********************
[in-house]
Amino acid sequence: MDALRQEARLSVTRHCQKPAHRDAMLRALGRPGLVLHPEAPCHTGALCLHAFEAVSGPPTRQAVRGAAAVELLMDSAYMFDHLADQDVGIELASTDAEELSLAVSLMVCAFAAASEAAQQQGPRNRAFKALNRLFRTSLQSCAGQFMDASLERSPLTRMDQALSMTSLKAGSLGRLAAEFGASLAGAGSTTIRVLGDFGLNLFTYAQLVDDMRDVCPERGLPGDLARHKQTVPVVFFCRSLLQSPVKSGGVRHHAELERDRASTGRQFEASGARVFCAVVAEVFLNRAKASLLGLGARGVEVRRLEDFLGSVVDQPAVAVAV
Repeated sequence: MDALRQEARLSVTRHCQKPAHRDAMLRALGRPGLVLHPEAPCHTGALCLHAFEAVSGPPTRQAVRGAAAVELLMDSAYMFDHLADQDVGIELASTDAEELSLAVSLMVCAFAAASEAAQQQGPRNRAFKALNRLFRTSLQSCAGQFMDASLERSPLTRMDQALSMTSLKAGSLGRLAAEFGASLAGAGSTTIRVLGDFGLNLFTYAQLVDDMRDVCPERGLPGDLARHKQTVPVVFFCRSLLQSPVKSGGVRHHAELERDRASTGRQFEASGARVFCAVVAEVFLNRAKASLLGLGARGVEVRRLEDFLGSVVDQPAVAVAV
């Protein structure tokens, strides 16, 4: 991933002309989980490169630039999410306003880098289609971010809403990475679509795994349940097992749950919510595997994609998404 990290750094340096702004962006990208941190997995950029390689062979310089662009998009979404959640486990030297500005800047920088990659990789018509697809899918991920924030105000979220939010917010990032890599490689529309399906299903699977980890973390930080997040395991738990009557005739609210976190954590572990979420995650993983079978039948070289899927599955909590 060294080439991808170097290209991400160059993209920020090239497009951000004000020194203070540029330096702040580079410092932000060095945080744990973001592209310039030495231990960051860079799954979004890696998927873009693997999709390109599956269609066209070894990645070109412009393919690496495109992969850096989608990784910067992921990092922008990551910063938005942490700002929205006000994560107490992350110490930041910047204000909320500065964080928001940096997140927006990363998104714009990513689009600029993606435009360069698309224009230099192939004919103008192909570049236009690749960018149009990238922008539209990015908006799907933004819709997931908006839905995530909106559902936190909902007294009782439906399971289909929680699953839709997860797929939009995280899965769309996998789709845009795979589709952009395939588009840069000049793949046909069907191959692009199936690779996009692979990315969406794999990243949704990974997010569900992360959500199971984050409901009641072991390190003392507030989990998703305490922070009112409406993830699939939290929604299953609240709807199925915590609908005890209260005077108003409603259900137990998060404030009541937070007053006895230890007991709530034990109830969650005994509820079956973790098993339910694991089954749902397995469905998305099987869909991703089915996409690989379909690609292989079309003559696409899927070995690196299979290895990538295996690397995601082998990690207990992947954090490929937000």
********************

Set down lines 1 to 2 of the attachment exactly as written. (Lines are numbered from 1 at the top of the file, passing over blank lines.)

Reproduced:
[in-house]
Amino acid sequence: MDALRQEARLSVTRHCQKPAHRDAMLRALGRPGLVLHPEAPCHTGALCLHAFEAVSGPPTRQAVRGAAAVELLMDSAYMFDHLADQDVGIELASTDAEELSLAVSLMVCAFAAASEAAQQQGPRNRAFKALNRLFRTSLQSCAGQFMDASLERSPLTRMDQALSMTSLKAGSLGRLAAEFGASLAGAGSTTIRVLGDFGLNLFTYAQLVDDMRDVCPERGLPGDLARHKQTVPVVFFCRSLLQSPVKSGGVRHHAELERDRASTGRQFEASGARVFCAVVAEVFLNRAKASLLGLGARGVEVRRLEDFLGSVVDQPAVAVAV